by Ben Luke, Evening Standard
Ono’s film, IMAGINE PEACE, set to Lennon’s song, is a very personal contribution to the London 2012 Festival, she tells Ben Luke
Outside the Serpentine Gallery on a rare lovely summer’s day, crowds are thronging around five small Cornus trees. Dangling from the branches are pieces of card on which people have written their wishes — for peace in Syria, for mutual respect, for blue skies, for wishes to come true. These are Yoko Ono’s Wish Trees, the latest incarnation of a work she first produced in 1996, and though it is only the first few days of her new show at the gallery, their branches are already choked with people’s dreams. Inside, too, Ono’s exhibition is packed.
“I am still in shock!” she tells me. Dressed all in black with a straw boater and her customary purple-tinted glasses, she is 80 next year but looks a good 15 years younger. She smiles frequently, and speaks quietly, with a still prominent Japanese accent, her arms swaying across the table poetically as she speaks. Her amazement seems genuine — she is still far from accustomed to her art being popular.
John Lennon’s quip that she was “the world’s most famous unknown artist” held true until around a decade ago, when galleries began looking again at her work, particularly the haiku-like written instructions and the provocative and pioneering performances of the Sixties.
“With me, the situation didn’t change for 40 or 50 years,” she says. “There were a few people who really liked my work, and were passionate about it, but the general public were either upset about it or they ignored it, and that is how I thought it would be.”
Another huge project is now being unveiled. As part of the London 2012 Festival, the Olympics’ cultural extravaganza that begins in earnest today, Ono presents her film IMAGINE PEACE at what are known as the Olympic “live sites” — big screens throughout the country, including five in London (only Waltham Forest and Woolwich open today; the others launch a week before the Olympics).
IMAGINE PEACE is a short film, in which the words of the title slowly appear in a huge range of languages to the strains of Lennon’s Imagine. “I am so glad,” Ono says of her participation. “Just the fact that Imagine Peace will be on the screen or on the TV will be fantastic, even for two seconds.”
I ask what the ultimate goal of the project is. She hopes, she says, that “without having any scratch or hurt, we will get peace”. Ultimately, it is a conceptual work, an attempt, like so much of Ono’s art, to free the viewer’s imagination rather than persuade towards a particular cause.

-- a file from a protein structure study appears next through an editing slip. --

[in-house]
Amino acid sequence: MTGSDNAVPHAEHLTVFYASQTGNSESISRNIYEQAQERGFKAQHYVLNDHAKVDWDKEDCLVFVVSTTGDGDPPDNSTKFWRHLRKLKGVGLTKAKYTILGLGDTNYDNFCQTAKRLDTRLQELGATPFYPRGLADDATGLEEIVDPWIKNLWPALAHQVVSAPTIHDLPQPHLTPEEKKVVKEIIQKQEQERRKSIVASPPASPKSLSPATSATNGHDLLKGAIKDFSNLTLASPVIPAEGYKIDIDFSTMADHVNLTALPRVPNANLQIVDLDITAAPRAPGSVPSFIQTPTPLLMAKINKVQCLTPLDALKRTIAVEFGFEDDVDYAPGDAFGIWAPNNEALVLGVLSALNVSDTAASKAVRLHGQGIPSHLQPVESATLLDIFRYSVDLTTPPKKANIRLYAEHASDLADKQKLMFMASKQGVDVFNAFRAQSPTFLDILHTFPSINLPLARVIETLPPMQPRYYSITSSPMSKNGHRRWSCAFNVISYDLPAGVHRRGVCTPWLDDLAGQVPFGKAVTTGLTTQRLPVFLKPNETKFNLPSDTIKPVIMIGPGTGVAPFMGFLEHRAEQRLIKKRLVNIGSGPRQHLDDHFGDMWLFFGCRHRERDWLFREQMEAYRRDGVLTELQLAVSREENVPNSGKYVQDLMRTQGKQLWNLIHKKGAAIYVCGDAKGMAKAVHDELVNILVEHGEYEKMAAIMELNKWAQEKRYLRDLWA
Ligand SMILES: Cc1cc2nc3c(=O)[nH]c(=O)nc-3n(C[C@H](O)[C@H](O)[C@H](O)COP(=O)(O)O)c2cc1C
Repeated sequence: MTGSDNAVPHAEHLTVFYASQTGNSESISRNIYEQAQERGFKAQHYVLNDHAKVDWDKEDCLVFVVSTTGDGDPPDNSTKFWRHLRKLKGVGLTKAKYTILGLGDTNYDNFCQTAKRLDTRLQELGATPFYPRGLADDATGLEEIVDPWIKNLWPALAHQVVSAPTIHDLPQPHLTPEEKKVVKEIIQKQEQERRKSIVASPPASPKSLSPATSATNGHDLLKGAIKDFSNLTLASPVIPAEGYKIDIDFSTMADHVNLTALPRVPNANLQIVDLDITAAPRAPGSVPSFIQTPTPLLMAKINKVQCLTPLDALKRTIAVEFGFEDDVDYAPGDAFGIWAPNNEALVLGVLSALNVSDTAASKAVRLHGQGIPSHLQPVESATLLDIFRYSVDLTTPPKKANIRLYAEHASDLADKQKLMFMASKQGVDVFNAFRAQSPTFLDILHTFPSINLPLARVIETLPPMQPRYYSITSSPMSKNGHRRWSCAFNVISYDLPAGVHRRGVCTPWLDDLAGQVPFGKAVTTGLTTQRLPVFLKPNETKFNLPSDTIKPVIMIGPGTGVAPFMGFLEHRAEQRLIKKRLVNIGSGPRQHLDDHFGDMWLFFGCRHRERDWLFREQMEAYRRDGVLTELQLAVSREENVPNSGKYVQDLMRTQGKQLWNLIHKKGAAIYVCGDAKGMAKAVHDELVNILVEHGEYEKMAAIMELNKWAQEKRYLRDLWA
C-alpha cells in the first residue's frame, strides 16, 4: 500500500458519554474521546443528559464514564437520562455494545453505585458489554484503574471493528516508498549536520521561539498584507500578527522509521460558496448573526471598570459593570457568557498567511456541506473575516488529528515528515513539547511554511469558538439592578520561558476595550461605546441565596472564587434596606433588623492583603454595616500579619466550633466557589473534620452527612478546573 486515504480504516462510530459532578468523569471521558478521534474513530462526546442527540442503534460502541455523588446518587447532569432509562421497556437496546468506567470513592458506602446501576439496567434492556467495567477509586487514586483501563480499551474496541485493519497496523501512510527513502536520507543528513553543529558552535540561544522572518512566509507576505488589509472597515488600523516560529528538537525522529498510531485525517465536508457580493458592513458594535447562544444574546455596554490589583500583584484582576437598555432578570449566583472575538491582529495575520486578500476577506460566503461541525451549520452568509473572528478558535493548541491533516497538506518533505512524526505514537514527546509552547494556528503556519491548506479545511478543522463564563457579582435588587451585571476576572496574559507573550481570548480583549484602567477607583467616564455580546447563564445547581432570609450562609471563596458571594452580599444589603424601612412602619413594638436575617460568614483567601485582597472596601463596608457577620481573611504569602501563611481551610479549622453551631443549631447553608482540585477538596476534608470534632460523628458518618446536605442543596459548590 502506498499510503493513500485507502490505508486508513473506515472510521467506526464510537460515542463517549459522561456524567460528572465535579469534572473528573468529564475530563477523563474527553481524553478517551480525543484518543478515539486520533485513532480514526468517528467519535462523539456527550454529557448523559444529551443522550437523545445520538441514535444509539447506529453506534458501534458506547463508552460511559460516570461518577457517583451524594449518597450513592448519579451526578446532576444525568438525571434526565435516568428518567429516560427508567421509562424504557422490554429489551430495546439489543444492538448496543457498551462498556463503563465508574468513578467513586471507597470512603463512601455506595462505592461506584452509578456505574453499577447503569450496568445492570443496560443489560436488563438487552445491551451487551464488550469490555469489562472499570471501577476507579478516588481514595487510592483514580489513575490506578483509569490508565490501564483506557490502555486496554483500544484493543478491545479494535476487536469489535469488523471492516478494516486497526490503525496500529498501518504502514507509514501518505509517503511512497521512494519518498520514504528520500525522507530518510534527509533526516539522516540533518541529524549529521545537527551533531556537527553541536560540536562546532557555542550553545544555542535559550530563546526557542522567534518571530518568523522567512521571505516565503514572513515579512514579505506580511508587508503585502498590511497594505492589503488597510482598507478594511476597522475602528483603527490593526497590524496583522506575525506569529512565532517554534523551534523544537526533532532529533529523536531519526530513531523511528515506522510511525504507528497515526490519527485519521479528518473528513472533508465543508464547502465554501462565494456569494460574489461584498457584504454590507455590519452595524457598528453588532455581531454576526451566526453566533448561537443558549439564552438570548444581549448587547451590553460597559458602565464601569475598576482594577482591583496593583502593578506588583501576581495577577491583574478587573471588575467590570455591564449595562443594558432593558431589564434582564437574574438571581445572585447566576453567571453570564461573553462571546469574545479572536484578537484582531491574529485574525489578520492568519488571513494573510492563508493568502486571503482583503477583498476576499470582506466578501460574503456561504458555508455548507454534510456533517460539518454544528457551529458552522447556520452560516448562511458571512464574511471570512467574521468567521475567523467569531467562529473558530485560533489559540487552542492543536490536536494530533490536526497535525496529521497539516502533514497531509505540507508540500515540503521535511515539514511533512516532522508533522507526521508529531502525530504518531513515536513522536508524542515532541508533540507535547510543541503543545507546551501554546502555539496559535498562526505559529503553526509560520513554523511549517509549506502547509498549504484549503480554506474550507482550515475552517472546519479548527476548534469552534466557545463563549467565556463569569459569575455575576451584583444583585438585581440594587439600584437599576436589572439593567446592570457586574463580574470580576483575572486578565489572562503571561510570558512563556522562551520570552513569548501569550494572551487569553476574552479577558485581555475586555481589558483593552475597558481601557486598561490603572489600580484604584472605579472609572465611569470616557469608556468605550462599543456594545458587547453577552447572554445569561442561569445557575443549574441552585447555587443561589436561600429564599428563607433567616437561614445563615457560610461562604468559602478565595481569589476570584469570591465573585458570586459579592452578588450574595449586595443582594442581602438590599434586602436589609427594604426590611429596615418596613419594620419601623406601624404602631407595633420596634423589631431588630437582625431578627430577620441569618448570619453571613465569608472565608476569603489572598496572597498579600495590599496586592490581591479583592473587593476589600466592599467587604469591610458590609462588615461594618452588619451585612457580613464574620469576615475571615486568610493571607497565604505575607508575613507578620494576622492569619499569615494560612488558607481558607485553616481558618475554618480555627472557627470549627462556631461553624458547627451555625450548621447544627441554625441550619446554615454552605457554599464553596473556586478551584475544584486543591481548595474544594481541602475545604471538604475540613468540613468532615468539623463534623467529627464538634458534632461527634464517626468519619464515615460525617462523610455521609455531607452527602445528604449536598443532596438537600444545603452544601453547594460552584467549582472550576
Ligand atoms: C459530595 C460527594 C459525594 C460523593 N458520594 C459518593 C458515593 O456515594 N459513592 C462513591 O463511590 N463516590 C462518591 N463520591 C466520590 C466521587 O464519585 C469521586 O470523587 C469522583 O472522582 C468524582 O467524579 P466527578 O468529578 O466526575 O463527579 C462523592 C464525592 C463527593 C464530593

The roots of IMAGINE PEACE lie, of course, in her Sixties activism, and particularly a conviction in collective, peaceful protest that developed, she says, after she and Lennon saw innocent people hurt at a Sixties demonstration in Chicago. “Some activists probably think they can be daring, it doesn’t matter if I lose my life,” she says. “But my feeling is that anyone who stands alone like that is likely to disappear. I really think that it is very important that we take another method, a new method, which is to do it through imagination, because I want to save their lives, too. I don’t want anybody to be hurt.”
This idea of the danger of protesting immediately conjures the recent ordeal of Ai Weiwei, whose pavilion sits outside the Serpentine this summer, and who was arrested last year and disappeared for several weeks following his criticism of the Chinese state. Ono campaigned for his release. She praises him now for “adding a strong spirit to international activism, with his incredible history of pain and wise judgement”.
Sean, her and Lennon’s 36-year-old son, has taken on his parents’ campaigning mantle as a vocal supporter of Occupy — he and Rufus Wainwright led a satirical version of Material Girl at Occupy Wall Street last October. “I think he’s clever,” his mother says, “because instead of going there and singing Imagine, which would be thought of in a different way, it was a Madonna song! That’s great, a little sense of humour. The Bed-In was done with a big sense of humour and we thought everybody was going to laugh at it, but it didn’t work out that way.”